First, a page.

Personal data, one of the most discussed topics in the legal world, is protected in many countries, and it is regulated in Turkey under the Personal Data Protection Law, number 6698 (the “Law”), and secondary legislation. In addition, the decisions of the Personal Data Protection Board established under the Law (the “Board”), provide insight on the rules applicable to data controllers and processors.
There are several general principles in the Law related to the processing of both personal and “sensitive” personal data, with decisions of the Board helping to determine the necessary degree of compliance with them. Biometric data, such as fingerprint, face, and DNA information, is considered sensitive personal data, the processing of which is subject to strict conditions and additional measures. The most important principle applied to processing of sensitive personal data is that it be “relevant, limited, and proportionate to the purposes of processing.
The Board’s decisions in cases where data controllers providing sports club services processed members’ biometric data are instructive. In these decisions, the Board determined that obtaining the biometric data (related to palm prints) of members who wish to access sports club services is incompatible with the “being relevant, limited, and proportionate to the purposes of processing” principle, since it was possible to control their access by alternative means. As a result, the Board imposed administrative fines on the data controllers and instructed them to control access by alternative means and cease the processing of biometric data.
State Council rulings related to biometric data processing are also instructive. The most important decision for these purposes concerns the rejection of an employee’s claim requesting the termination of a face-scanning system used to track employee shifts. The Administrative Court rejected the claim of the employee as: (i) the relevant method was not used in all units; (ii) the system was put in practice after the employer had encountered difficulties using alternative means to control of the employees’ shifts and, (iii) the face scans of employees were converted into digital codes. However, and despite the Administrative Court’s ruling, the State Council deemed the usage of face scanning a breach of right of privacy as not “relevant, limited, and proportionate to the purposes of processing” principle.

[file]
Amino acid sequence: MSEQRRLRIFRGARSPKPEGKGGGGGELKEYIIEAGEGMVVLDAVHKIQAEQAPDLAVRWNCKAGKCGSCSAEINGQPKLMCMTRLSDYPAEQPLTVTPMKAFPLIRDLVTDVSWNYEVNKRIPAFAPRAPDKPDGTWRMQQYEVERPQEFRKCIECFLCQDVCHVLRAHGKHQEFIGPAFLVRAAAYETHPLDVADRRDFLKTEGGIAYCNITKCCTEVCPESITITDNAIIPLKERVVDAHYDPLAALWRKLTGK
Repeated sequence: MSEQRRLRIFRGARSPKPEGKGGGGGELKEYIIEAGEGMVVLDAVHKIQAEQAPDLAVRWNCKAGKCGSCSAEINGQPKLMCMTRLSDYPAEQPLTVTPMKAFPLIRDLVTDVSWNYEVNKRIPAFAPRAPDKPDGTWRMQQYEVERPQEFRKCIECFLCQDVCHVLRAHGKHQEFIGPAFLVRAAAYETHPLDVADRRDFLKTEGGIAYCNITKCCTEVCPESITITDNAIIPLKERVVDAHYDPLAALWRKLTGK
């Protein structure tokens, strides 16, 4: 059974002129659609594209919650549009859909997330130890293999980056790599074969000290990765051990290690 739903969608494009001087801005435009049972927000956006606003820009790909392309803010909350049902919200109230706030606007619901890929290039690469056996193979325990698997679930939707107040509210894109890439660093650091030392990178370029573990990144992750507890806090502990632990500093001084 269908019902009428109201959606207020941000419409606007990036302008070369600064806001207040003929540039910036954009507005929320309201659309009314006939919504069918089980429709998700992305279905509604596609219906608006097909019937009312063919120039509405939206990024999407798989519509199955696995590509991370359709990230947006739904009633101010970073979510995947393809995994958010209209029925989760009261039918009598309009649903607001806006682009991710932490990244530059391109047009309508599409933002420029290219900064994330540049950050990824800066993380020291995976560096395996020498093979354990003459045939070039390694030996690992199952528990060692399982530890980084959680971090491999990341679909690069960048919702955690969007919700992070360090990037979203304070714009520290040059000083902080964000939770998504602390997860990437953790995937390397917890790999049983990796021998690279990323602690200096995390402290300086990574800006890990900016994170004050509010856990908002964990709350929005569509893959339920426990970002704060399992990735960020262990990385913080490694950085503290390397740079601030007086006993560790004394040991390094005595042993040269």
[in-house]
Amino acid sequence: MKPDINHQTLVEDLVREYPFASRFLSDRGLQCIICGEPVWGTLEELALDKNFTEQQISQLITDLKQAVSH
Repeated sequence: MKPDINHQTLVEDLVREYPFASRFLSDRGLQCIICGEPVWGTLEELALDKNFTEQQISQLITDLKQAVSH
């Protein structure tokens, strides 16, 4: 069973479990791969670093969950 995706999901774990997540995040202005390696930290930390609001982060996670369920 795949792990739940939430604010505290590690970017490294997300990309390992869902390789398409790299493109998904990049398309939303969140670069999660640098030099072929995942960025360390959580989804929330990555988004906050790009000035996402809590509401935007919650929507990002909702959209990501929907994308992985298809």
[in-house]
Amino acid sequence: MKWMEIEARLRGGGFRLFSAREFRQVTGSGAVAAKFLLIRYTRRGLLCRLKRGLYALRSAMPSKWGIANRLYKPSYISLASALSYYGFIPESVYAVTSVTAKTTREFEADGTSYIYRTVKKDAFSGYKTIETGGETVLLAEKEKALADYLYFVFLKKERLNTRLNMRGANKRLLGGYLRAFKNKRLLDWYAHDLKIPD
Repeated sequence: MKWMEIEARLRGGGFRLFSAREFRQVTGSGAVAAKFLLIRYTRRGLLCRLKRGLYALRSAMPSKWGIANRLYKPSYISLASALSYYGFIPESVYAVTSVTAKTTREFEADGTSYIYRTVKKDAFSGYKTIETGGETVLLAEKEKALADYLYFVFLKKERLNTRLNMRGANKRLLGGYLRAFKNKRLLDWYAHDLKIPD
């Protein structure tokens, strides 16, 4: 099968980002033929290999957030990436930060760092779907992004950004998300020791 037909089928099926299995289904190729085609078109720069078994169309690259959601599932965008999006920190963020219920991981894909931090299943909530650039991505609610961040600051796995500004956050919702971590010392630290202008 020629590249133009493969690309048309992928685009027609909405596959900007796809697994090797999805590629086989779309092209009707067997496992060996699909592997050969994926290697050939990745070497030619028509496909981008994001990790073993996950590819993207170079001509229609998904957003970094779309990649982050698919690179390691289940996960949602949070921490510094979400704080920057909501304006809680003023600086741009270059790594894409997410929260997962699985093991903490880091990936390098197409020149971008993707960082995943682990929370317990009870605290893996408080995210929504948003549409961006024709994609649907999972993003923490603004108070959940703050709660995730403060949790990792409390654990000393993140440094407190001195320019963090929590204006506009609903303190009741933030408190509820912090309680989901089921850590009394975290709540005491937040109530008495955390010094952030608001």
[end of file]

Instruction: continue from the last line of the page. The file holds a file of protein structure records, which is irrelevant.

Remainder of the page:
Thus, although there is no established precedent for the usage of biometric data processing systems, the Board and State Council’s decisions demonstrate that the principle that the use of sensitive personal data be “relevant, limited, and proportionate to the purposes of processing” is of the highest importance. Therefore, data controller companies using systems that process biometric data, especially for the purposes of tracking personnel or building security, should evaluate whether there is a reasonable balance between the use of these systems and the benefit intended. As it is not yet clear which conditions the Board will accept as being in full compliance with the above-stated principles, data controllers are encouraged to apply additional administrative and technical measures set out in the Law and in compliance with the Board’s decisions. In the upcoming days, one can expect the conditions in which biometric data can be lawfully processed to become clearer as the Board’s decisions accumulate.
By Derya Apaydin, Partner, and Ecem Yildirim, Associate, Apak | Uras